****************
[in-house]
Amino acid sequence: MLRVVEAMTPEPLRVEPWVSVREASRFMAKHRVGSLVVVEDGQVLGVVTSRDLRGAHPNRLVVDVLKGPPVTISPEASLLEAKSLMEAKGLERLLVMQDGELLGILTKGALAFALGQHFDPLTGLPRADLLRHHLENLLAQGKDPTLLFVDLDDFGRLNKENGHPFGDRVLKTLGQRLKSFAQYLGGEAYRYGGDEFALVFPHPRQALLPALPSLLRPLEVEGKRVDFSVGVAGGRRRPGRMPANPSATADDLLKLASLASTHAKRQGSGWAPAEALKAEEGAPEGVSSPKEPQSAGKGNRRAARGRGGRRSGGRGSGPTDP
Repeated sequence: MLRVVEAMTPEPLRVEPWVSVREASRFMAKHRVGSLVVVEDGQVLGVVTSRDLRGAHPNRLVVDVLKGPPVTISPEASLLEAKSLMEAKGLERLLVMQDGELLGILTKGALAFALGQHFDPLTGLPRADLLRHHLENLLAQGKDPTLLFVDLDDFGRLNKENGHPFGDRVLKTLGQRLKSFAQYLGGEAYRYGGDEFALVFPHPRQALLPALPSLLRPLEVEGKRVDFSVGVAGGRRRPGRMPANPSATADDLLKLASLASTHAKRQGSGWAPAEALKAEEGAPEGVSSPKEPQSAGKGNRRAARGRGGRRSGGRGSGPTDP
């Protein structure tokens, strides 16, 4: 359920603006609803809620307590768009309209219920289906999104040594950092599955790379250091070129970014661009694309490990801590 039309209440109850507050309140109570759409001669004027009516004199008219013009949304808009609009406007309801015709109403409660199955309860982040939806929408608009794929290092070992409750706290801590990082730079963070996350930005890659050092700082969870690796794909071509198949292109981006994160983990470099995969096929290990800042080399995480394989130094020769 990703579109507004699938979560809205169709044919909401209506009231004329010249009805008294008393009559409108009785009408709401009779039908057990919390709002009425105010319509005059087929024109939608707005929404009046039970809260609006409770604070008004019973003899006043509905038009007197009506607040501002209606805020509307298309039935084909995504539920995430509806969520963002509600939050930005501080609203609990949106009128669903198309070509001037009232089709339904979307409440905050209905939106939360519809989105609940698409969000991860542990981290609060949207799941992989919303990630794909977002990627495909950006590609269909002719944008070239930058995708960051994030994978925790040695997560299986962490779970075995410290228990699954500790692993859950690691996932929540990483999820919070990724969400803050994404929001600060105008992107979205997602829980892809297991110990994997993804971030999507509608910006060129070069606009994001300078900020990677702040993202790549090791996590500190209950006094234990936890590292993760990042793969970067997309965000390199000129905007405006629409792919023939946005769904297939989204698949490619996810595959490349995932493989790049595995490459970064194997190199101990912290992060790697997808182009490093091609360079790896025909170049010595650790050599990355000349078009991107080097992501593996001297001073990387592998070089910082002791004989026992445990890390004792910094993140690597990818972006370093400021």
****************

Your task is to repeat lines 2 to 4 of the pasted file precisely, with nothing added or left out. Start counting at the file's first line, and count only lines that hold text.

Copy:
Amino acid sequence: MLRVVEAMTPEPLRVEPWVSVREASRFMAKHRVGSLVVVEDGQVLGVVTSRDLRGAHPNRLVVDVLKGPPVTISPEASLLEAKSLMEAKGLERLLVMQDGELLGILTKGALAFALGQHFDPLTGLPRADLLRHHLENLLAQGKDPTLLFVDLDDFGRLNKENGHPFGDRVLKTLGQRLKSFAQYLGGEAYRYGGDEFALVFPHPRQALLPALPSLLRPLEVEGKRVDFSVGVAGGRRRPGRMPANPSATADDLLKLASLASTHAKRQGSGWAPAEALKAEEGAPEGVSSPKEPQSAGKGNRRAARGRGGRRSGGRGSGPTDP
Repeated sequence: MLRVVEAMTPEPLRVEPWVSVREASRFMAKHRVGSLVVVEDGQVLGVVTSRDLRGAHPNRLVVDVLKGPPVTISPEASLLEAKSLMEAKGLERLLVMQDGELLGILTKGALAFALGQHFDPLTGLPRADLLRHHLENLLAQGKDPTLLFVDLDDFGRLNKENGHPFGDRVLKTLGQRLKSFAQYLGGEAYRYGGDEFALVFPHPRQALLPALPSLLRPLEVEGKRVDFSVGVAGGRRRPGRMPANPSATADDLLKLASLASTHAKRQGSGWAPAEALKAEEGAPEGVSSPKEPQSAGKGNRRAARGRGGRRSGGRGSGPTDP
């Protein structure tokens, strides 16, 4: 359920603006609803809620307590768009309209219920289906999104040594950092599955790379250091070129970014661009694309490990801590 039309209440109850507050309140109570759409001669004027009516004199008219013009949304808009609009406007309801015709109403409660199955309860982040939806929408608009794929290092070992409750706290801590990082730079963070996350930005890659050092700082969870690796794909071509198949292109981006994160983990470099995969096929290990800042080399995480394989130094020769 990703579109507004699938979560809205169709044919909401209506009231004329010249009805008294008393009559409108009785009408709401009779039908057990919390709002009425105010319509005059087929024109939608707005929404009046039970809260609006409770604070008004019973003899006043509905038009007197009506607040501002209606805020509307298309039935084909995504539920995430509806969520963002509600939050930005501080609203609990949106009128669903198309070509001037009232089709339904979307409440905050209905939106939360519809989105609940698409969000991860542990981290609060949207799941992989919303990630794909977002990627495909950006590609269909002719944008070239930058995708960051994030994978925790040695997560299986962490779970075995410290228990699954500790692993859950690691996932929540990483999820919070990724969400803050994404929001600060105008992107979205997602829980892809297991110990994997993804971030999507509608910006060129070069606009994001300078900020990677702040993202790549090791996590500190209950006094234990936890590292993760990042793969970067997309965000390199000129905007405006629409792919023939946005769904297939989204698949490619996810595959490349995932493989790049595995490459970064194997190199101990912290992060790697997808182009490093091609360079790896025909170049010595650790050599990355000349078009991107080097992501593996001297001073990387592998070089910082002791004989026992445990890390004792910094993140690597990818972006370093400021």